Five Teito Rapid Transit Authority employees who were in charge of maintenance at the time of a deadly train crash last March were accused of professional negligence on Tuesday as police handed the case over to prosecutors.
It is the first criminal action taken by investigators into the accident, in which five Hibiya subway line passengers were killed when the last carriage of an eight-car train derailed and sideswiped a commuter train running in the opposite direction on a parallel track near Nakameguro Station.
Tokyo police determined that the five maintenance officials, who were not identified, failed to properly maintain the tracks and, as a result, created one of the factors that led to the collision.
Of the five men, aged between 47 and 61, one has since retired.
However, they opted not to summon Teito’s top officials before prosecutors because they were not in a position to be informed about the potential problems regarding the tracks, which investigations have shown were a key factor in the tragedy.
Investigations after the accident showed that the gauging of the track at the scene of the crash did not meet Teito’s maintenance standards.
In addition, during some maintenance work, the surface of the rails had been ground down as much as five times the amount initially planned.
Police determined that various factors led to the derailment, but said proper maintenance of the tracks could have prevented the accident.
According to investigators, Teito gauged the rails in November 1999.
As a result, 13 spots along the roughly 30 meters of track near the site of the derailment registered discrepancies exceeding the operator’s standards by a few millimeters.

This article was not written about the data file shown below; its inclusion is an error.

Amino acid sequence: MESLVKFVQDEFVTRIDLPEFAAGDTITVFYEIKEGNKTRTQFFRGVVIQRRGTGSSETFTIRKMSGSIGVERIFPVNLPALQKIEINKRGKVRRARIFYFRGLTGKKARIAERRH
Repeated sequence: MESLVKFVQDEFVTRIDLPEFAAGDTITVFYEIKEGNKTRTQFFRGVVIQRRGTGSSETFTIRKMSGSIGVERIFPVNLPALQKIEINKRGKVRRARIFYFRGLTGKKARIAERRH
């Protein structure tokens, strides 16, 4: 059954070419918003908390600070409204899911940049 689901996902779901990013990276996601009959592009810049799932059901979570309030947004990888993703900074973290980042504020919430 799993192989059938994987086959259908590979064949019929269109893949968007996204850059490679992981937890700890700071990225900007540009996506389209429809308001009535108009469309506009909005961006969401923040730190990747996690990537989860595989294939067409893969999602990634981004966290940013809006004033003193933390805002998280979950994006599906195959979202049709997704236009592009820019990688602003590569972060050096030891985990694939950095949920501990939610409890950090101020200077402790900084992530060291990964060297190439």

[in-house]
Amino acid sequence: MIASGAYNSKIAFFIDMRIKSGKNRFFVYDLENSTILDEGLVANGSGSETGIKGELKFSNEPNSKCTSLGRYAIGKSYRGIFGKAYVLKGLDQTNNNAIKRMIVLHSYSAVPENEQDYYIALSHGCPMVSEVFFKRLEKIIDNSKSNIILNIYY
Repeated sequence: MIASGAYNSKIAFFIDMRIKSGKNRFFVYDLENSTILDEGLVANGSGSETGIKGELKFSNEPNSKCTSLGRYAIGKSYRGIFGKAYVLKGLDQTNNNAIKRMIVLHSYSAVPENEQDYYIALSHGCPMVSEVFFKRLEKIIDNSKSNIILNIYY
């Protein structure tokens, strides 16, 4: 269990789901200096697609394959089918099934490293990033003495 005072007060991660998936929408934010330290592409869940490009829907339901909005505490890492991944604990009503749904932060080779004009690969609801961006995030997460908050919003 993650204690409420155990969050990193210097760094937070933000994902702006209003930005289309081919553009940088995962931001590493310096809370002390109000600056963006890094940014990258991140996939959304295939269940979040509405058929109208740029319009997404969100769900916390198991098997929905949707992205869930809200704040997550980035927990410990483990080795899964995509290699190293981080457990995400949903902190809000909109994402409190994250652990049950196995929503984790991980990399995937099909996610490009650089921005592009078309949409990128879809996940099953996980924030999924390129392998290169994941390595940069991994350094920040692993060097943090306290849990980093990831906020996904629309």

Although two of the Teito maintenance officials saw documents on the gauge discrepancies, they took no corrective action, police officials said.
In an effort to alleviate noise, Teito also planned to grind a maximum of 0.2 mm off the top of the rails in December that year.
However, the three other officials sent to prosecutors were not fully aware of the specifications of the machines used by the firm contracted to do the work, and in some locations as much as 1 mm was ground off the rails. These officials failed to confirm whether the job had been done properly, police said.
As a result, the alleged negligence of the five led the subway car to derail and hit the other train, leading to the five deaths and scores of injuries, police said.
The two accused of doing nothing to correct the warped rails have told investigators they opted not to do anything because another round of maintenance work had been planned for April — a month after the accident occurred — but admitted that the matter should have been dealt with more quickly, according to sources close to the case.
In October, the then Transport Ministry drew up a final report on the causes of the accident and detailed steps to improve safety.
Although the ministry’s report says the most significant factor behind the collision was a load imbalance between the right and left wheels of the subway car, the car was too seriously damaged to be used as evidence to press for criminal liability.
Investigators had been poring through the evidence to see whether any other factors behind the crash could be used to identify anyone else who might be held criminally responsible.
Kunihiko Tomihisa, the father of 17-year-old Shinsuke Tomihisa, who died in the accident, told reporters Tuesday that while he is grateful for the police effort to bring the case to court, he was still angry at the lack of priority both the subway operator and the Transport Ministry placed on safety.
“It is indescribably mortifying that criminal liability will not be pursued against officials at the Transport Ministry’s Railway Bureau or the top officials of Teito, who are mostly people who have parachuted down from the bureaucracy,” he said.
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